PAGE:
July 21, 2017


Here is a very familiar financial bubble, in pictorial form:

And this is what it looks like, charted:

In those days, of course, tulips at least had to be able to flower. But things have changed since then.

There are three key stages in the lifecycle of a financial bubble:

  1. The “Free Lunch” period. A long, slow buildup of price distortion, during which investors convince themselves that rising prices are entirely justified by fundamentals, even though it is apparent to (rational) observers that they are buying castles built on sand.
  2. The “This is nuts, when’s the crash?” period. Everyone knows prices are far out of line with fundamentals, but they carry on buying in the irrational belief they can get out before the crash they all know is coming. Speculators pile in, hoping to make a quick profit. Prices spike. 
  3. The “Every man for himself” period (sorry, FT, I couldn’t find a reference for this one). Prices crash as everyone runs for the exit. This can happen a number of times, separated by brief periods of stability when everyone congratulates themselves on a lucky escape. But they are wrong. The ship is sinking. 

This is what the three stages look like, charted: 

The sharp-eyed among you will have noticed that there are no tulips in this chart. That is because financial crashes don’t have to involve tulips. This one, of course, is stocks. 

So is this one, though not the same kind of stock:

This is the dot-com bubble at the turn of the century. Characteristic shape, again: long slow buildup, noticeable spike, and a crash in several waves. Classic. 

I rather like this one, too: 

This shows the unsustainable buildup of oil prices from about 2004 onwards, culminating in a simply massive spike and single dramatic crash (no waves) in July 2008. Of course this had no connection whatsoever with the failure of Lehman Brothers in September 2008, did it? 

Oh, and in case you were wondering – the second, longer-lasting spike is caused by the Fed pumping up the oil price with QE. The oil price crashed again in 2014 when the Fed ended QE. Tulip mania, central bank style. Don’t anyone ever say that QE isn’t inflationary.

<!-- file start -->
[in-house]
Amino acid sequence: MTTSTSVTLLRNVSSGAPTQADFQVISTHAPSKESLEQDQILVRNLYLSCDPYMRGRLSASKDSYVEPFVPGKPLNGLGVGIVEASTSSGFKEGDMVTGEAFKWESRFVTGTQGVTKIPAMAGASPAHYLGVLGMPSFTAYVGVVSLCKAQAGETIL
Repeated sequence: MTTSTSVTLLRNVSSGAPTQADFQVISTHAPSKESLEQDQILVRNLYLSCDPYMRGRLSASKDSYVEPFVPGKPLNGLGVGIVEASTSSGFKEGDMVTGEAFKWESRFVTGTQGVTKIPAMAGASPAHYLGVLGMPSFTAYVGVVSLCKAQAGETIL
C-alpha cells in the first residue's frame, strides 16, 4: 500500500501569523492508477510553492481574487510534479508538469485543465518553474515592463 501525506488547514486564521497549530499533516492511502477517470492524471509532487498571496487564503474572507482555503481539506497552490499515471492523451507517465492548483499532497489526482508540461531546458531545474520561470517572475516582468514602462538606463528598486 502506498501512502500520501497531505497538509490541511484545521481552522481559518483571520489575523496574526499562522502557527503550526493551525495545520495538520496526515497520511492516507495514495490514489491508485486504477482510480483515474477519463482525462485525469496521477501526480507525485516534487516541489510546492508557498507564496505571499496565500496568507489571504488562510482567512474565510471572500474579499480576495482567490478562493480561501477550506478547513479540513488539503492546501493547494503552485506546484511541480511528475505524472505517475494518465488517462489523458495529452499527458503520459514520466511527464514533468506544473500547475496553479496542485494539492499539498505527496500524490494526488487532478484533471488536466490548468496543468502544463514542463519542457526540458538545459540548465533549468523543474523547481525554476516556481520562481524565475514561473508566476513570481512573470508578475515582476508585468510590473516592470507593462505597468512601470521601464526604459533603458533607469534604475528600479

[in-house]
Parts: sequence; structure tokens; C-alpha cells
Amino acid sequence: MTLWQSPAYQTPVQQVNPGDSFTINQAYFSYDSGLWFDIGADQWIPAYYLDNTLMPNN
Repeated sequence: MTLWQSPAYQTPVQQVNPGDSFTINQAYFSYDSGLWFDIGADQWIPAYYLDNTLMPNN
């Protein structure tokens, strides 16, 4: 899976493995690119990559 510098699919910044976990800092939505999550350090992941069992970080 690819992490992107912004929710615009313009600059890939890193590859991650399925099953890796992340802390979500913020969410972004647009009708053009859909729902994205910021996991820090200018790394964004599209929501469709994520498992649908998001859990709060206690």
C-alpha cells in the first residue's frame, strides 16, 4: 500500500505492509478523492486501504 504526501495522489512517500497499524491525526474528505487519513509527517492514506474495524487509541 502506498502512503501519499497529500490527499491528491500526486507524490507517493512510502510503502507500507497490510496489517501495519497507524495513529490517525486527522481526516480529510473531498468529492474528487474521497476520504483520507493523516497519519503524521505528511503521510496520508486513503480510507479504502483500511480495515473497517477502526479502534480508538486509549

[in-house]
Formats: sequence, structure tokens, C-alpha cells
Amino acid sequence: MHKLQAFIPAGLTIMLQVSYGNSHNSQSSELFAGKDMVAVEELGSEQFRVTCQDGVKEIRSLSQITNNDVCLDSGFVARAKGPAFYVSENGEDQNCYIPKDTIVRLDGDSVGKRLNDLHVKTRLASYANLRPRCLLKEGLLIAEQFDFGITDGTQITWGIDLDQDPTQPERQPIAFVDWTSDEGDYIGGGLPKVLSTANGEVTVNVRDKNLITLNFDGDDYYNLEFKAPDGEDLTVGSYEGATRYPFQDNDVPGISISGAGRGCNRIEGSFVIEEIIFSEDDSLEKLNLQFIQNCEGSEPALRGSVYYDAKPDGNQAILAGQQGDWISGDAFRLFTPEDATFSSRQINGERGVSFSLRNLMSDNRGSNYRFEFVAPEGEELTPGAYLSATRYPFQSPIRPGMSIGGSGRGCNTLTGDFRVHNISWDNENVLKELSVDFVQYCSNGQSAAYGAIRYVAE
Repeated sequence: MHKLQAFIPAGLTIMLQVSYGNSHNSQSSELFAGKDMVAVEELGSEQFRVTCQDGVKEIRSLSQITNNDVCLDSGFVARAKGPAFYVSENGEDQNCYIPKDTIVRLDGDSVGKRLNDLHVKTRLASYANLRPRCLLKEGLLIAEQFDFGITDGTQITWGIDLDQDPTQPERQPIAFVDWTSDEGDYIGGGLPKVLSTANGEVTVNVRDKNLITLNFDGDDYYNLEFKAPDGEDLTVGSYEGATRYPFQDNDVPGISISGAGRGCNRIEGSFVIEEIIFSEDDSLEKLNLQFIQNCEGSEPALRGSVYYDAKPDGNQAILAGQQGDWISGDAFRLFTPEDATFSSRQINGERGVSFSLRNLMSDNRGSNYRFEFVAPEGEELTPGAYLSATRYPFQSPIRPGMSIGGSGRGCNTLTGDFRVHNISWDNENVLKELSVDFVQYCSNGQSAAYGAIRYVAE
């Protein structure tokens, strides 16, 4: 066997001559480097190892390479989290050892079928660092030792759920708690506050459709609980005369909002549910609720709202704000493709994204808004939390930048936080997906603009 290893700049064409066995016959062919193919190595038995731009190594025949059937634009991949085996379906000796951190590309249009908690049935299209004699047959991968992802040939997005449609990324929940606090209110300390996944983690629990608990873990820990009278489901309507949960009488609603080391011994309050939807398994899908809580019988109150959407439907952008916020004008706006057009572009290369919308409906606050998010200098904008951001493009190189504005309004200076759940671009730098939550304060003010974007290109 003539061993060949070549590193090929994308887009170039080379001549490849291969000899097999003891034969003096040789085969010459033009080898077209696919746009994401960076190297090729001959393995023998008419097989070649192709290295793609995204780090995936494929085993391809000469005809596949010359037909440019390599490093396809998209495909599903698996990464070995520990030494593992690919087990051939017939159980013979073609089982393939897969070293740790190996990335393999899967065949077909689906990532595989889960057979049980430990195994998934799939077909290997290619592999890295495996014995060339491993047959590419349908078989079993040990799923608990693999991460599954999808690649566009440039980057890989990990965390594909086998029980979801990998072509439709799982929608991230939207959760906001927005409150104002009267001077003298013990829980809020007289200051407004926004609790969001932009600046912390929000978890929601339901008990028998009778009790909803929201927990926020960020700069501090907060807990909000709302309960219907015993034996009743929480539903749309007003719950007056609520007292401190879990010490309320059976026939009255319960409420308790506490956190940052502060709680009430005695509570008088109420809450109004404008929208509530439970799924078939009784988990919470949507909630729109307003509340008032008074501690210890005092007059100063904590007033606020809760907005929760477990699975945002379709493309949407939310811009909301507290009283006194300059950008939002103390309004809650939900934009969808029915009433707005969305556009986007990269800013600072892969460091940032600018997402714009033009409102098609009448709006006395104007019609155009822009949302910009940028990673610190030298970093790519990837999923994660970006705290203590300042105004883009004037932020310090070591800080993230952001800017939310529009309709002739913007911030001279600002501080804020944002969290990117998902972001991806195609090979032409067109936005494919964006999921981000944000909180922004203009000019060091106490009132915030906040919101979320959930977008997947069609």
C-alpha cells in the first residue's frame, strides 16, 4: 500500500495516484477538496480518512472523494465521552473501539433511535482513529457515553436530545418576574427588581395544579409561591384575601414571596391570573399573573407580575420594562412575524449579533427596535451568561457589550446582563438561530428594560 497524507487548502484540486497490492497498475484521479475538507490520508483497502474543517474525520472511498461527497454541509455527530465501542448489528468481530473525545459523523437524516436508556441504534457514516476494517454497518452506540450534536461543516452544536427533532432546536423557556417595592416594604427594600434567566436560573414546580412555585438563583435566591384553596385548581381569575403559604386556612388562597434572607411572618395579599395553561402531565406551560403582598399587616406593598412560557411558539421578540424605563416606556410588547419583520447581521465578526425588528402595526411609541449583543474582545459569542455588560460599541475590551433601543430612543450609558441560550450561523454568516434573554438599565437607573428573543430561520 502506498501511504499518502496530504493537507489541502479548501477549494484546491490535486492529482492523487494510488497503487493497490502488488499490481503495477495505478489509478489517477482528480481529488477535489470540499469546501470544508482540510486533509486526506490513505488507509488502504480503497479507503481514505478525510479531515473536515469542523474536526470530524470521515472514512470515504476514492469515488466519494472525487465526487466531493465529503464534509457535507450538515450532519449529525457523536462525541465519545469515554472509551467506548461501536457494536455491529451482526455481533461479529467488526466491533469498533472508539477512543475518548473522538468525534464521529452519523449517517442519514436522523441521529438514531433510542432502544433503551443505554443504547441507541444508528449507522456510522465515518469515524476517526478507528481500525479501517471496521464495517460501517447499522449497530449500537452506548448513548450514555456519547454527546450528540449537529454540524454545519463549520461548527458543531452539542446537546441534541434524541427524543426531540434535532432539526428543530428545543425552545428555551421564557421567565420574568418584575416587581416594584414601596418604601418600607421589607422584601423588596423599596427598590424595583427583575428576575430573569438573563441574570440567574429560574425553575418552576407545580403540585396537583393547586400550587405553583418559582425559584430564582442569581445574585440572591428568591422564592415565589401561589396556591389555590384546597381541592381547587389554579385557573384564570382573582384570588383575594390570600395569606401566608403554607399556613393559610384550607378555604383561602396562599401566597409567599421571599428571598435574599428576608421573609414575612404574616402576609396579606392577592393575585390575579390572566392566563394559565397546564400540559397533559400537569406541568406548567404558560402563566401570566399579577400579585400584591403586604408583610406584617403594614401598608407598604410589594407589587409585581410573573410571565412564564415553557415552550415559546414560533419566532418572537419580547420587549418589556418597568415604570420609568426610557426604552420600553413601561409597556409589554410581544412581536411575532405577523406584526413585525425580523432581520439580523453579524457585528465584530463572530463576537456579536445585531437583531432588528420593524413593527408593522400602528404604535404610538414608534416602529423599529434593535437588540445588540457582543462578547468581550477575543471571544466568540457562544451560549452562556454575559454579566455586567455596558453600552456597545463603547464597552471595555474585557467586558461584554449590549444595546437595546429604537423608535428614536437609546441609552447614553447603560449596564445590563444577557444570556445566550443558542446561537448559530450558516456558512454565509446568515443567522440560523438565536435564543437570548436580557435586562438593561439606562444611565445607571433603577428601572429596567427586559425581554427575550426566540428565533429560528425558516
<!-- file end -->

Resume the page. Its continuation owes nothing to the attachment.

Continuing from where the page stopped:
Now, you are no doubt wondering what all of this has to do with the crypto-title of this post. Well, it just so happens that a fine example of the asymmetric herding I have been talking about is happening right now. Cryptocurrencies are undergoing a massive sell-off. 

Here is Bitcoin’s price chart, today (from Coindesk):

Here is Ethereum:

Ethereum Classic (from Coingecko):

Litecoin (this from


In fact, just about every cryptocurrency is selling off – see the list here at CoinMarketCap. And as far as I can see, they all show the characteristic shape of a financial bubble, though some coins are late to this party, so only show the speculative spike typical of the “This is nuts” stage. 
And the irrational beliefs underlying financial bubbles are also there. For months, there has been discussion in the financial press about the possibility of Bitcoin and Ethereum being in a bubble: but hardened investors dismissed it all. And are still dismissing it, despite the compelling evidence that not only is this a bubble, it is bursting.

Crypto-tulips are no more valuable than real ones. And crypto-investors are no more rational than any other sort of investor. Pride goeth before a nasty crash.  


Image: “Satire on Tulip Mania”, Brueghel the Younger – Frans Hals Museum, Haarlem, Netherlands. Public Domain, Wikimedia


Category: Bitcoin

Article Categories:
Financial Economics Blogs

Leave a Comment

Your email address will not be published. Required fields are marked *